Backlash from fans has been intense off social media as well. The IMDB rating for Thursday night’s episode currently stands at a 4.8 out of 10 after thousands of users flooded the site to downvote it following Lexa’s death. The Wikipedia entry for the show’s showrunner, Jason Rothenberg, had to be protected from vandalism after numerous updates were made accusing him of being homophobic as well as queerbaiting fans of Lexa and Clarke’s relationship.
Rothenberg also went on The Dropship to explain the decision, noting that he was “a little shaken by the intensity of the negativity,” and adding that “this is a show where people die, where main characters get killed. She’s the commander—that’s not a job with a long life expectancy.” But fans continued to argue that the decision was larger than the show’s individual narrative.
The societal argument in favor of killing off Lexa is that there should be room on television for a multiplicity of portrayals of queer characters, including characters who endure tragedy. This season, perhaps in anticipation of killing the Clarke/Lexa ship, The 100 did introduce another queer relationship in the form of the character Miller and an off-screen boyfriend, as well as another potential love interest for Clarke in the form of Niylah, a female character she’s already hooked up with once. And it’s true that there are a few notable happy queer relationships on TV—in Hannibal, for example, the show’s only relatively happy ending belongs to a female queer relationship. But as the Tumblr post above illustrates, those are exceptions to a general pattern of Hollywood killing off lesbians and ending happy lesbian relationships far too frequently.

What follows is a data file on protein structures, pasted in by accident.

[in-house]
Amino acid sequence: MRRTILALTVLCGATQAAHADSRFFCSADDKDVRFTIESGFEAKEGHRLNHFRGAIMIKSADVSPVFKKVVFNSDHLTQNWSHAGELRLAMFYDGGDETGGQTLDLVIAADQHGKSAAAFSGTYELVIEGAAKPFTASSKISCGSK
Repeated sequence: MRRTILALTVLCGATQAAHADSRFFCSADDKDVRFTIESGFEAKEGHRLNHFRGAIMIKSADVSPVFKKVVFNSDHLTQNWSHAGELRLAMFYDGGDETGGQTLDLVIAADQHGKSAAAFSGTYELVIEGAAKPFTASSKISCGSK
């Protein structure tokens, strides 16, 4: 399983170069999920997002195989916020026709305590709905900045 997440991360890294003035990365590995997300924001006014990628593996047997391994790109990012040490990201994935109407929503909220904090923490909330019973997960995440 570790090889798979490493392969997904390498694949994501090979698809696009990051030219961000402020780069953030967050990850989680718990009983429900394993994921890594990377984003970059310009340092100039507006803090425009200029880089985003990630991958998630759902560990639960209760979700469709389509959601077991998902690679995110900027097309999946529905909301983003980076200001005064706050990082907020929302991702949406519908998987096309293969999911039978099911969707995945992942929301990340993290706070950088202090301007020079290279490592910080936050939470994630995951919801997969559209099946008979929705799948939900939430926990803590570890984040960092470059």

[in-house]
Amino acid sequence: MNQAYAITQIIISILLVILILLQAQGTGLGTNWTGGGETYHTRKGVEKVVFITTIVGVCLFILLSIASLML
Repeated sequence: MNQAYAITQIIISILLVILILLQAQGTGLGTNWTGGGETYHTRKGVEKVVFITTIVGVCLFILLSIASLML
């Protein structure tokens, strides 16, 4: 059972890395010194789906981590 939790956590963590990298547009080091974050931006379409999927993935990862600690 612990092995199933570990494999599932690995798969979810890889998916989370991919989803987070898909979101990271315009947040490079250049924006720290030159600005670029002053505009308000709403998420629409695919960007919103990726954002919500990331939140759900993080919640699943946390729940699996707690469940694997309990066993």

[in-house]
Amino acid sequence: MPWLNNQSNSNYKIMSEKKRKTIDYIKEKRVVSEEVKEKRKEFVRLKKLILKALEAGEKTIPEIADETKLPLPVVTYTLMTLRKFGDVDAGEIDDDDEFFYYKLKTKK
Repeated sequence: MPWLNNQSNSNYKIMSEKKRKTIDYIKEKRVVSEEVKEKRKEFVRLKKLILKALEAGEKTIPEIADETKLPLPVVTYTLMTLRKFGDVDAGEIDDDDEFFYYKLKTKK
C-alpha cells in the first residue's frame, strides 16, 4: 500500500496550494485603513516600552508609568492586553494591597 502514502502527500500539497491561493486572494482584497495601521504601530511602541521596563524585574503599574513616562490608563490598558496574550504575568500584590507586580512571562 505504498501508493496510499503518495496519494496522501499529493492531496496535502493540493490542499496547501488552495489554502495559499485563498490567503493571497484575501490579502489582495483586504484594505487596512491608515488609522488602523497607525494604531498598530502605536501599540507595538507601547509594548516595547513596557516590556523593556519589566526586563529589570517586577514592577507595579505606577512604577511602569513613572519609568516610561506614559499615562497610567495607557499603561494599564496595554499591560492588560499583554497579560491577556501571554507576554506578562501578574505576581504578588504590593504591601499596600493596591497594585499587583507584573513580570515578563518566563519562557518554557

Perhaps the most heartbreaking responses to Lexa’s death also underscore just how rarely happy queer female relationships appear on our screens. On Tumblr, a weekend reblog chain began, featuring queer women describing their own positive lives with their partners. “Our 13th anniversary is in two weeks,” one woman wrote. “We heard our baby’s heartbeat for the first time yesterday,” wrote another.
Again and again these women spoke of living happily ever after. “My girlfriend is amazing, I love her, and one day we’ll own 47 dogs together,” one wrote. “Someday we’re gonna live together in a glass house in the woods with a library in it,” wrote another. “I am in love.”
It shouldn’t be necessary for real-life queer women to reassure one another that they can and do live long and fulfilling lives with their wives and partners. These are realities we should see reflected on our screens. The 100 may eventually attempt to give Clarke a new positive relationship to replace the one she lost. But for now it least, it seems as though fans will have to make their own happy endings.
Screengrab via skaigirlclarke/Tumblr